The operators then perform these jobs in sequence:
Which leaves us with this:
Testing this in real time with a single operator, I find that it takes at least 45 minutes in real time to complete. It would be somewhat faster with multiple operators.
Now, I also have two working control cabs for the mainline, which increases flexibility (and complexity).
As you can see, this is a much-simplified operating scheme. You'll also notice that I haven't included the Ski Train or the Amtrak operations. I need to clear up some yard space before I can take that on!
Jumping back to the past, say 1980, things get much different. About half of the trains are freights. Coal is often moved in blocks of coal hoppers added to freight trains. The Rio Grande Zephyr makes a thrice-weekly round trip over the line. Winter weekends add a Ski Train turn to Winter Park. And, there's those pesky cabooses! Just cutting them from incoming trains and assigning to outbound ones is a full-time job on this railroad.
Other Types of Operating Session
Under Union Pacific ownership, the vast majority of traffic is coal trains. Moving these trains up and down the mountain is the dominant feature of operations. The yard operator actually has a lot to do, though, allocating power for these long trains and finding yard space. Throw in a daily freight train, Amtrak, a seasonal Ski Train, and some BNSF trackage rights trains, and it becomes a very crowded railroad.
After some testing, I find the following scheme to work well. An operating session includes the following:
The basic scheme is fairly simple. I operate six trains; a coal train is followed by one of the freights or the Amtrak train, followed by another coal train, followed by a freight or Amtrak, and so on. I have just enough yard space to make it work, assuming the coal trains average less than 22 cars. It works like this:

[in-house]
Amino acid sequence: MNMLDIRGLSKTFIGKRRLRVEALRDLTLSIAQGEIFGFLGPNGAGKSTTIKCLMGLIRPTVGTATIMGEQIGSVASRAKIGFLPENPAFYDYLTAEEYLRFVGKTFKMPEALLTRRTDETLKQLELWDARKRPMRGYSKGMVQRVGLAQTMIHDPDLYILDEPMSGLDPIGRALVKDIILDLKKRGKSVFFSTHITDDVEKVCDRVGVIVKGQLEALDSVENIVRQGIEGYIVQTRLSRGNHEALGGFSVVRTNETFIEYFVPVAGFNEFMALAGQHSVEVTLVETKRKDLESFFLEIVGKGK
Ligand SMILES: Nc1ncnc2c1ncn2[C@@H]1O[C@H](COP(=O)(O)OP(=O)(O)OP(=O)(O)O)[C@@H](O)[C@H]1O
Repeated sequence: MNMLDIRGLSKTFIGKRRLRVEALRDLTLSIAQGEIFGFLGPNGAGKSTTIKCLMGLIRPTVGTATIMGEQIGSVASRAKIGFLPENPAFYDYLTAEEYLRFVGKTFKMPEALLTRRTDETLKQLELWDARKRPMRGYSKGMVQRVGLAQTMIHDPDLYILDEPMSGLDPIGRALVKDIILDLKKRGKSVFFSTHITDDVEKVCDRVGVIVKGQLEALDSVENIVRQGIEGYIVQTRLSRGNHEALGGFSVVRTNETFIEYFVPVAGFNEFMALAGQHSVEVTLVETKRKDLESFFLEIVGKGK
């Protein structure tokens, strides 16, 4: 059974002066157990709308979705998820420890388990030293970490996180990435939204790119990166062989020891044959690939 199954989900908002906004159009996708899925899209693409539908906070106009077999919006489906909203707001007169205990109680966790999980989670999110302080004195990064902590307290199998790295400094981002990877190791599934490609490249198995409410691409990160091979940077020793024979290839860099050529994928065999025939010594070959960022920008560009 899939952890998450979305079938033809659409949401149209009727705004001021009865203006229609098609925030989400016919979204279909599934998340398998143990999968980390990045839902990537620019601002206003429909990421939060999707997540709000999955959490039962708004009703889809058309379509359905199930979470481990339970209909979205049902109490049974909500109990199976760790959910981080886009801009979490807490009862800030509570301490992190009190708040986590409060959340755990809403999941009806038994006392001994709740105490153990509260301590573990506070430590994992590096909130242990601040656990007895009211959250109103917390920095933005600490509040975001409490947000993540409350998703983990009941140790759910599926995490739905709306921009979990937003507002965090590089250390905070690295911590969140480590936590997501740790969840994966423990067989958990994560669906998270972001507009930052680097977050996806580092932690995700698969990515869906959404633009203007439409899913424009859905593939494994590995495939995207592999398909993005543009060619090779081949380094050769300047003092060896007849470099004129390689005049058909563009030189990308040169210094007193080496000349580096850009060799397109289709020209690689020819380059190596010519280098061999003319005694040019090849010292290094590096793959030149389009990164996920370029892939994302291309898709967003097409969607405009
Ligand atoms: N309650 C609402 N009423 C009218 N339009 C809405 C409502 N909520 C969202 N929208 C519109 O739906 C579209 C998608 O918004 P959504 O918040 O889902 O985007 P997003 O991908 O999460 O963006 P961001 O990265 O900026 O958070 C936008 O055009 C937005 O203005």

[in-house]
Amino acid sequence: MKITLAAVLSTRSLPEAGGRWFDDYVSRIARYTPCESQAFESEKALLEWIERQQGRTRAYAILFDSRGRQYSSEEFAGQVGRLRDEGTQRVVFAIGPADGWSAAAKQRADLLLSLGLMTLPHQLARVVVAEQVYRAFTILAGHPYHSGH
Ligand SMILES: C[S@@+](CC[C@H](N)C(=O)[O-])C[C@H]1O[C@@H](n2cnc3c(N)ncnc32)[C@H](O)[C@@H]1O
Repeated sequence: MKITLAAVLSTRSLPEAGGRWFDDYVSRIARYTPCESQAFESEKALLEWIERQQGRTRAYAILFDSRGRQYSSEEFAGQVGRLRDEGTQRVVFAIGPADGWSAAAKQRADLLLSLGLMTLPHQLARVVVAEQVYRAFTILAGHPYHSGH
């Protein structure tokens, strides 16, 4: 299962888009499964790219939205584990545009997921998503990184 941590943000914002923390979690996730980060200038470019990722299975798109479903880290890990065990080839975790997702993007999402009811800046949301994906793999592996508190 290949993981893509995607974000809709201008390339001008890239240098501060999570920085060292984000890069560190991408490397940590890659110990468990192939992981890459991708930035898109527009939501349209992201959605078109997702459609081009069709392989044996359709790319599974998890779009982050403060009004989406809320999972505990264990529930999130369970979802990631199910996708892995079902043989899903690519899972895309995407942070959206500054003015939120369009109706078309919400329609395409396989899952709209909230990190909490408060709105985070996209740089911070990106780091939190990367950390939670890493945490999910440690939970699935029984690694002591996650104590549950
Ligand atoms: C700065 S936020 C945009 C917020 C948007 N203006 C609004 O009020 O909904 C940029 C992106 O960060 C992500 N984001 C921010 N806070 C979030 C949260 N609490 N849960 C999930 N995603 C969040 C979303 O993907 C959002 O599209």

and so on. It's a challenging job to find sufficient yard space, sequencing the movements, keeping trains out of each other's way... in other words, it's a lot like a real dispatcher's job!
Southern Pacific era operations somewhat different from the UP style. There is a a slight increase in the manifest freight traffic, and no BNSF trains. Freight cars now include intermodal and autorack cars. I find that by limiting myself to a pair of coal trains, congestion is reduced dramatically and the sessions are a little less stressful than the UP type. We also have more opportunity to break up freight trains and reassemble different consists.
SP manifest trains include basic general freight (RODVM/DVROM, OADVF/DVOAF), lumber trains, and intermodal trains (RODVT/DVROT). The intermodal trains can also include basically any kind of general freight to fill out length.
Amtrak can run one or two trains, depending on how passenger-heavy I want the session, plus the Ski Train runs with Espee power.
BN / BNSF Yard Transfers are now possible, with the completion of the Joint Line section. Occasionally I send a couple of BN units up from the Joint to North Yard and take back a cut of interchange cars. These transfer moves just wait on spare yard tracks near DUT until needed, when I bring them back and trade out other cars for interchange. Post-1996, the power will include BNSF-painted units.
And, there are plenty of times when I just want to run some trains around, so I certainly don't always adhere to a schedule.